By Leila Fadel and Saad Sarhan
Washington Post Foreign Service
Friday, January 15, 2010; A16
BAGHDAD -- Three explosions ripped through the city of Najaf on Thursday, just hundreds of yards from one of the holiest sites in Shiite Islam.
Two homemade bombs detonated just five minutes apart about 5:30 p.m. in an open-air fish-and-vegetable market. Police found another bomb inside a garbage truck. As they tried to defuse it, a bomb in a car parked nearby exploded, ripping through the crowd, said police Capt. Hadi al-Najafi.
Authorities gave conflicting estimates of the number of dead, ranging from one to at least two dozen.
A paint seller in Najaf's old quarter was trapped under the rubble of his store, whose ceiling collapsed from the power of the blasts.
Abbas Elaiwi, like many in this relatively calm city about 90 miles south of Baghdad, was shocked that the explosions had occurred so close to the Imam Ali shrine, where the son-in-law of the prophet Muhammad is buried.
"How could a car loaded with explosives be allowed to park inside the old city?" he raged. "Those policemen are useless. I believe they should rethink the whole security system, otherwise we shall see more of these attacks."
The bombings were the first in Najaf since 2006, when the country was roiled in sectarian strife.
Violence appears to be on the rise as Iraq's March parliamentary elections approach. The bombings occurred two days after security officials found hundreds of pounds of explosives during morning raids and locked down parts of Baghdad.
In the past five months, Baghdad has been rocked by a series of bombings at mostly government buildings that have killed at least 300. The uptick in violence could undermine Prime Minister Nouri al-Maliki's reelection campaign strategy. He has vowed that he can protect Iraqis.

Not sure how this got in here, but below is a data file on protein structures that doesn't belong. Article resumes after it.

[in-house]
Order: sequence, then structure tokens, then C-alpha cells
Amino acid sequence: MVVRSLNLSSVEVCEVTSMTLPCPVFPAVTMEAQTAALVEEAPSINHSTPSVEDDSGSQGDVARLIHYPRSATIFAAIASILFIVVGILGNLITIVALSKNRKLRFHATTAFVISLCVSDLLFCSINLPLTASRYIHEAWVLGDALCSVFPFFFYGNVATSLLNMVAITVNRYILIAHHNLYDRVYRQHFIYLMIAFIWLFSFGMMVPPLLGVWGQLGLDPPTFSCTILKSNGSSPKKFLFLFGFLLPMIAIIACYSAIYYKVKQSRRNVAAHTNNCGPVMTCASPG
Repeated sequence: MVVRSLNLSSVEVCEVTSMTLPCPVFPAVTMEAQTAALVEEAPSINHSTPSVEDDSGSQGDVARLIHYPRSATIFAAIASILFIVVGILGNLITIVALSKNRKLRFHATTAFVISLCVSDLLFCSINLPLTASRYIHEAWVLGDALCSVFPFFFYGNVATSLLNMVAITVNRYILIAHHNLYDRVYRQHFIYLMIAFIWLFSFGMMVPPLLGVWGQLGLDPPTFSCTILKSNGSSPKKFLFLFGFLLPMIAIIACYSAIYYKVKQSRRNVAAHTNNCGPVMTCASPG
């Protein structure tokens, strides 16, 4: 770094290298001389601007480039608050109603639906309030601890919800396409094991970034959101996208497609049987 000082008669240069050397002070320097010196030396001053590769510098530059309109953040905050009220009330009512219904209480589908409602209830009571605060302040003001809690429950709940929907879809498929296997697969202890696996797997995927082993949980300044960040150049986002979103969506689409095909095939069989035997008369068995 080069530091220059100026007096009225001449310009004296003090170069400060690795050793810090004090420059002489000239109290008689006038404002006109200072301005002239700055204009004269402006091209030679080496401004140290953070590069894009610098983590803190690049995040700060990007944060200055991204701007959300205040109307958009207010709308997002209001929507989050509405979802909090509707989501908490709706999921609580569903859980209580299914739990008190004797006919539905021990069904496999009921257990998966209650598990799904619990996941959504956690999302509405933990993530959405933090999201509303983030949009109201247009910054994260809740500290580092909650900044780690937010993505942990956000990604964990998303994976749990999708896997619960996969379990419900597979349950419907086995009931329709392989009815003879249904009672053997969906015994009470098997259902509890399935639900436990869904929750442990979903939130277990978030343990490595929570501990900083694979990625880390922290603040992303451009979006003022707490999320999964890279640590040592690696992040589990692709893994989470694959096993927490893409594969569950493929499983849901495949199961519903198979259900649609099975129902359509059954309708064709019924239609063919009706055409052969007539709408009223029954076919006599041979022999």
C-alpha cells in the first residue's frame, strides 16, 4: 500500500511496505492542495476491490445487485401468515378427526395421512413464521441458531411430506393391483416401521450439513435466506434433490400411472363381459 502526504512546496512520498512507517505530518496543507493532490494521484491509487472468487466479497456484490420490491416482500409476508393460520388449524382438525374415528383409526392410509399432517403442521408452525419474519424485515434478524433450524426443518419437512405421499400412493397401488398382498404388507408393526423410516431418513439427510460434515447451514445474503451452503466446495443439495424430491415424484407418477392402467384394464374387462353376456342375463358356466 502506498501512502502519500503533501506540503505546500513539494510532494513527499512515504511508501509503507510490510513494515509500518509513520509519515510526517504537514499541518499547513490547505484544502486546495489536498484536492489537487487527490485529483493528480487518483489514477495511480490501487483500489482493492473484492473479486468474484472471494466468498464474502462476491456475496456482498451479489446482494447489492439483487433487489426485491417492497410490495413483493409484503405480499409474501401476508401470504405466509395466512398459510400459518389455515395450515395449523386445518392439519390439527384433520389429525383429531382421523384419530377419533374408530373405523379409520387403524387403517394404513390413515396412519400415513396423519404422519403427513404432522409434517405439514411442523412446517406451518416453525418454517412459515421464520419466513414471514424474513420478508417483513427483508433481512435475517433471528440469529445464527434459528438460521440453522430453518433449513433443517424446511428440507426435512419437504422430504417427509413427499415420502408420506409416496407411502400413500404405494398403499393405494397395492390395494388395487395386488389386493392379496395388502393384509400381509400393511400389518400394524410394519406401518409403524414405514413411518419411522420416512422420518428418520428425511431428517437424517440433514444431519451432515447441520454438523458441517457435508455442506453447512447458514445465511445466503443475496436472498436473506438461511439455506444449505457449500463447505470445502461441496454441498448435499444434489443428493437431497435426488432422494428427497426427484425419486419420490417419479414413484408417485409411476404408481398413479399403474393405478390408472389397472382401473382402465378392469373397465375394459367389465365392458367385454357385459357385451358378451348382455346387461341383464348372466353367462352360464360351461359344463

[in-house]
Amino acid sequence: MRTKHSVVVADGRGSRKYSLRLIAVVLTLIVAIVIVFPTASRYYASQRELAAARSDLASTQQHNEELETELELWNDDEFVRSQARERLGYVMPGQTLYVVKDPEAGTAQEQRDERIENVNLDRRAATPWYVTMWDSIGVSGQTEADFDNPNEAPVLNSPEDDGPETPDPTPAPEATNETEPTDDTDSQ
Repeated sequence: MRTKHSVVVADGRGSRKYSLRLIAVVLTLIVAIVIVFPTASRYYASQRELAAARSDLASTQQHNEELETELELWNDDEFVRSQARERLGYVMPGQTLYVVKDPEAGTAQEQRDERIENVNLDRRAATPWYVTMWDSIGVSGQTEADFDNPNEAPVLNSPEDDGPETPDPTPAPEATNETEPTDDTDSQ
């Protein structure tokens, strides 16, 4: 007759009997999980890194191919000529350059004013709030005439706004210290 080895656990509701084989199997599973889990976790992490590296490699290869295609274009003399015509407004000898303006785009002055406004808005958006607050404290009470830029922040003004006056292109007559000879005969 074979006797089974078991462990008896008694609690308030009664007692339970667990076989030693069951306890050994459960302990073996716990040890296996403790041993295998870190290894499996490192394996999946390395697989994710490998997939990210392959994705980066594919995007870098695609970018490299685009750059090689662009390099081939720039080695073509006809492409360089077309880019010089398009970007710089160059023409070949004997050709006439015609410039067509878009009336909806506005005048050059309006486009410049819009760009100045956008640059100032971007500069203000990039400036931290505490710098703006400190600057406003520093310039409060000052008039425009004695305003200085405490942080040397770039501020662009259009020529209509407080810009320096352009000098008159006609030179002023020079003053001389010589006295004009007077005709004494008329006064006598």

A Baghdad court on Thursday sentenced 11 Iraqis to death by hanging after convicting them of carrying out the first of the attacks last year, the Associated Press reported.
Jawad al-Garawi, a provincial council member in Najaf, blamed Thursday's attacks on remnants of Saddam Hussein's party and swore to "purge" them from police and government positions in the province.
Also Thursday, the Independent High Electoral Commission announced that it would uphold bans recommended by the Justice and Accountability Commission, tasked with barring Hussein loyalists from government and security positions. At least 700 people will be blocked by Sunday, including Saleh al-Mutlak, a popular Sunni member of parliament, said Hisham al-Suhail, an electoral commission official.
The announcement comes days after the Justice and Accountability Commission said it would ban Mutlak and 14 parties from running in the election. The commission has now expanded the list of people who will be excluded from contesting, said commission official Ali al-Lami.
The move is a blow to efforts to bring marginalized factions, some of which turned to weapons, into the political fold.
"Ali al-Lami and his gang, they have a list. It's very long, and it's very wide. The main goal is not the implementation of the constitution but to interrupt the political situation to get us to the edge of war before the election," said Ezzat Shahbandar, a Shiite politician on the Justice and Accountability Committee in the parliament. "I think people are trying to ignite sectarian war."
Sarhan, a special correspondent, reported from Najaf. Special correspondents K.I. Ibrahim and Aziz Alwan contributed to this report.